Many people are choosing non-dairy milks like soy, almond and coconut milk these days either because they are sensitive to dairy products or they are concerned about the effect of industrial dairy production on the health of cows and the environment.
But not all non-dairy milks are healthy or sustainable.
Problems with non-dairy alternatives to milk include:
- Some are made with GMO ingredients or industrial monocultures (especially soy milk);
- Some require vast, unsustainable quantities of water and generate tons of waste to produce. (almond milk, rice milk);
- Some are shipped from fragile, tropical ecosystems thousands of miles away (coconut milk);
- Some are sorely lacking in taste, nutrition and cooking function (rice milk);
- Most contain questionable or unhealthy additives like sugar, carrageenan and guar gum.
But there is a non-dairy milk that tastes phenomenal, uses 6 times less water than almond milk, is affordable to produce, and can actually improve incomes for small and mid-size farmers: Oat milk.
What is Oat Milk?
Oat milk has been used for decades in Europe, but is just now becoming popular in other parts of the world. It’s very simple to make, costing just pennies compared to homemade almond or coconut milk.
Oat milk is also better for you than most non-dairy milk alternatives. Oats contain 10 minerals and 15 vitamins as well as a good amount of calcium and iron. Just make sure you soak your oats before using them to remove the phytic acid they contain so it doesn’t keep those minerals from being properly absorbed by your body.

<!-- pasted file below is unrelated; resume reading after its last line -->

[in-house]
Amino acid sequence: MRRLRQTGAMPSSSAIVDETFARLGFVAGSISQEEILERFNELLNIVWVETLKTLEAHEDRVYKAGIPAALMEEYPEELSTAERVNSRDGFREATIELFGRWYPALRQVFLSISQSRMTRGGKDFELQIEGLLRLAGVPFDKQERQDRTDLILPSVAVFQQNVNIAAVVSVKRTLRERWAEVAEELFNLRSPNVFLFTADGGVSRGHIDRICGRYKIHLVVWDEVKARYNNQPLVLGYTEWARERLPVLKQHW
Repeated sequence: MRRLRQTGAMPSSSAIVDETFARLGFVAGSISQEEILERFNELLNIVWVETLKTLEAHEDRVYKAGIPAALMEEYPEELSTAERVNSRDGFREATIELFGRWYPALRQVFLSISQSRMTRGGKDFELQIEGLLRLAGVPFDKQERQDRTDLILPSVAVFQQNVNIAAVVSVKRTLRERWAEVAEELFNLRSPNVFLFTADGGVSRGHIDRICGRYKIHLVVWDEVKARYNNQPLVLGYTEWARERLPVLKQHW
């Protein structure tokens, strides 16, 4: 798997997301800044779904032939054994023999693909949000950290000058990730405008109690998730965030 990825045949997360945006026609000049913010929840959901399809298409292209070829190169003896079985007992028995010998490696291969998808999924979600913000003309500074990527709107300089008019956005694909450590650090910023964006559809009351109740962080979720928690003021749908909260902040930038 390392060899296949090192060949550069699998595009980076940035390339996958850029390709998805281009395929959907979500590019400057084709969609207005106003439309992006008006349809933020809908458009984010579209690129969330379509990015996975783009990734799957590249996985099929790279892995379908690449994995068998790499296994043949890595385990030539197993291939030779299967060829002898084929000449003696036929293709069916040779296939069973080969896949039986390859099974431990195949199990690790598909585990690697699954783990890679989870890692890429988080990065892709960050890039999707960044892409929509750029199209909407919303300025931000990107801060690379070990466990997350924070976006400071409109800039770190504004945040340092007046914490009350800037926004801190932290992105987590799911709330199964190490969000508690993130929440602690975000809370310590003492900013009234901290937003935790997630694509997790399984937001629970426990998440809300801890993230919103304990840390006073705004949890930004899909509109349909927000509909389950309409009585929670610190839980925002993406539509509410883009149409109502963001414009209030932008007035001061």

Oat milk is nut-free, dairy-free, soy-free, gluten-free (as long as the oats are processed in a certified gluten-free facility), and vegan, so it fits most people’s dietary restrictions. It also has an alkaline creaminess that makes it arguably the best-tasting non-dairy creamer available.
Here’s how to make homemade oat milk.
Homemade Oat Milk
- Cover oats with 2 inches of purified water and soak for at least 30 minutes, or up to 12 hours. (Longer soaking helps remove the phytic acid that inhibits proper digestion, but it does make the oats harder to rinse and a bit slimey.)
- After soaking, drain and rinse the oats well. You want to rinse the oats thoroughly so that your oat milk is not gooey like oatmeal. Discard or compost the rinse water.
- Put soaked, rinsed, drained oats into a blender, add 3 cups of purified water, sea salt, and spices or sweetener, if using. Blend for about 10 seconds, unless you are using dates as a sweetener. If using dates, blend for 30 seconds to 1 minute, until dates are fully incorporated.
- Strain out pulp in a cheesecloth or nut milk bag. Add more purified water to the strained oat milk, as needed. Use excess pulp as fiber for smoothies or to make muffins, cookies, pancakes or other treats.
- Store in a jar in the refrigerator and use within 3-5 days. Shake well before using.